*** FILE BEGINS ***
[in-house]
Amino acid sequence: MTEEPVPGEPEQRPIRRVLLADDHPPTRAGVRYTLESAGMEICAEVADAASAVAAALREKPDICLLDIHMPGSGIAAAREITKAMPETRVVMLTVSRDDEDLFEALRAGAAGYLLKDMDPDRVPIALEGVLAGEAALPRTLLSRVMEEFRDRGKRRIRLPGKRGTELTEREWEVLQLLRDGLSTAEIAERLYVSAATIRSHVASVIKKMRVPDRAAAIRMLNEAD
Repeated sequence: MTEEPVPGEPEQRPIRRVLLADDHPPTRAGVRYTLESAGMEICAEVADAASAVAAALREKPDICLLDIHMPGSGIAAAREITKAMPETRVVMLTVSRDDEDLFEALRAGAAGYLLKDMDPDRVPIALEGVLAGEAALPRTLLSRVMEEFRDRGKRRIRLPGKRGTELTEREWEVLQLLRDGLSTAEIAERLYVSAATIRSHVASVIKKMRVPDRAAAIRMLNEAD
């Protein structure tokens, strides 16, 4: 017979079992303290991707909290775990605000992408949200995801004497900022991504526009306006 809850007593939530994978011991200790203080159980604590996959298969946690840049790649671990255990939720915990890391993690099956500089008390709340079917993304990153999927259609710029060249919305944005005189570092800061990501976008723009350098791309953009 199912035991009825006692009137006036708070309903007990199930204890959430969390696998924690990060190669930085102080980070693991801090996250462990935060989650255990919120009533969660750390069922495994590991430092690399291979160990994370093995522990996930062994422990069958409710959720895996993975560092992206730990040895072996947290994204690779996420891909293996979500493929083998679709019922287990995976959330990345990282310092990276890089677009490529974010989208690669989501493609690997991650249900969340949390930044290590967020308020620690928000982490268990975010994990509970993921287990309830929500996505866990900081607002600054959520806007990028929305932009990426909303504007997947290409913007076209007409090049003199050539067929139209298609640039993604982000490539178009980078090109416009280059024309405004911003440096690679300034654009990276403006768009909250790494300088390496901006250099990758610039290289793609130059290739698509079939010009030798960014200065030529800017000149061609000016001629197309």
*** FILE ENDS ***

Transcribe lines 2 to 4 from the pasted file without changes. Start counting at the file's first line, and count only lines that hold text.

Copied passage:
Amino acid sequence: MTEEPVPGEPEQRPIRRVLLADDHPPTRAGVRYTLESAGMEICAEVADAASAVAAALREKPDICLLDIHMPGSGIAAAREITKAMPETRVVMLTVSRDDEDLFEALRAGAAGYLLKDMDPDRVPIALEGVLAGEAALPRTLLSRVMEEFRDRGKRRIRLPGKRGTELTEREWEVLQLLRDGLSTAEIAERLYVSAATIRSHVASVIKKMRVPDRAAAIRMLNEAD
Repeated sequence: MTEEPVPGEPEQRPIRRVLLADDHPPTRAGVRYTLESAGMEICAEVADAASAVAAALREKPDICLLDIHMPGSGIAAAREITKAMPETRVVMLTVSRDDEDLFEALRAGAAGYLLKDMDPDRVPIALEGVLAGEAALPRTLLSRVMEEFRDRGKRRIRLPGKRGTELTEREWEVLQLLRDGLSTAEIAERLYVSAATIRSHVASVIKKMRVPDRAAAIRMLNEAD
């Protein structure tokens, strides 16, 4: 017979079992303290991707909290775990605000992408949200995801004497900022991504526009306006 809850007593939530994978011991200790203080159980604590996959298969946690840049790649671990255990939720915990890391993690099956500089008390709340079917993304990153999927259609710029060249919305944005005189570092800061990501976008723009350098791309953009 199912035991009825006692009137006036708070309903007990199930204890959430969390696998924690990060190669930085102080980070693991801090996250462990935060989650255990919120009533969660750390069922495994590991430092690399291979160990994370093995522990996930062994422990069958409710959720895996993975560092992206730990040895072996947290994204690779996420891909293996979500493929083998679709019922287990995976959330990345990282310092990276890089677009490529974010989208690669989501493609690997991650249900969340949390930044290590967020308020620690928000982490268990975010994990509970993921287990309830929500996505866990900081607002600054959520806007990028929305932009990426909303504007997947290409913007076209007409090049003199050539067929139209298609640039993604982000490539178009980078090109416009280059024309405004911003440096690679300034654009990276403006768009909250790494300088390496901006250099990758610039290289793609130059290739698509079939010009030798960014200065030529800017000149061609000016001629197309």